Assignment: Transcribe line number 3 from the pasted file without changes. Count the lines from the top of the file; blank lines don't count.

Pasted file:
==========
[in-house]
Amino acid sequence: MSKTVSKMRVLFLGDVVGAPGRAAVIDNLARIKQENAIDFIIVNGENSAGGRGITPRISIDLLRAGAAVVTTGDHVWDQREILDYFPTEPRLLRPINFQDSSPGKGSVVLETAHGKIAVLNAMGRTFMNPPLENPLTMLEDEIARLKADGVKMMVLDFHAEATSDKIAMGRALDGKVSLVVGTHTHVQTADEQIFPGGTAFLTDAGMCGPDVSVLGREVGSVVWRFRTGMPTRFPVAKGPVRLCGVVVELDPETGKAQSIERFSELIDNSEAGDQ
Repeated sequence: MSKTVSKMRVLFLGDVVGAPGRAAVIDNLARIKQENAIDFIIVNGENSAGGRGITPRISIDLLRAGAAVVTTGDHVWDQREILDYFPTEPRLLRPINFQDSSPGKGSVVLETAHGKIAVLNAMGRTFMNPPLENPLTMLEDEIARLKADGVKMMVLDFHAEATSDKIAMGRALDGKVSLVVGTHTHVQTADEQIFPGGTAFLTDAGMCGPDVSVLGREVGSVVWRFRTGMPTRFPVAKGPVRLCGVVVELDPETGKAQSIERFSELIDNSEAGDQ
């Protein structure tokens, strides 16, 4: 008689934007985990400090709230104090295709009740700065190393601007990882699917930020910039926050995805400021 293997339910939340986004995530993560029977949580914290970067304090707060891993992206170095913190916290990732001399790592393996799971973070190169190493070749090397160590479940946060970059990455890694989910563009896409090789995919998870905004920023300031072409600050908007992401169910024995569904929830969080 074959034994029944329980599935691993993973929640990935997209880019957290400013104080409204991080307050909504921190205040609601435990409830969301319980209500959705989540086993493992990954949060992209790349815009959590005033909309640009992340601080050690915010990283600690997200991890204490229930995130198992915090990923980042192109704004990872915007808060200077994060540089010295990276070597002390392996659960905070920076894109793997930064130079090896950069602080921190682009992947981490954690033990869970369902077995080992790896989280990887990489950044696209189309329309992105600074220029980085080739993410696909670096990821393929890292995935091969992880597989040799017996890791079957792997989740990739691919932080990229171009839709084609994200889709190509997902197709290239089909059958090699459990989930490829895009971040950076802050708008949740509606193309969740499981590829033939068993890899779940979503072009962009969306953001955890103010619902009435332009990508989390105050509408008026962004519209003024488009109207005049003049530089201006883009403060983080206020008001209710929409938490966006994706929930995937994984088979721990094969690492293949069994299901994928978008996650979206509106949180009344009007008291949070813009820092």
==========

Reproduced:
Repeated sequence: MSKTVSKMRVLFLGDVVGAPGRAAVIDNLARIKQENAIDFIIVNGENSAGGRGITPRISIDLLRAGAAVVTTGDHVWDQREILDYFPTEPRLLRPINFQDSSPGKGSVVLETAHGKIAVLNAMGRTFMNPPLENPLTMLEDEIARLKADGVKMMVLDFHAEATSDKIAMGRALDGKVSLVVGTHTHVQTADEQIFPGGTAFLTDAGMCGPDVSVLGREVGSVVWRFRTGMPTRFPVAKGPVRLCGVVVELDPETGKAQSIERFSELIDNSEAGDQ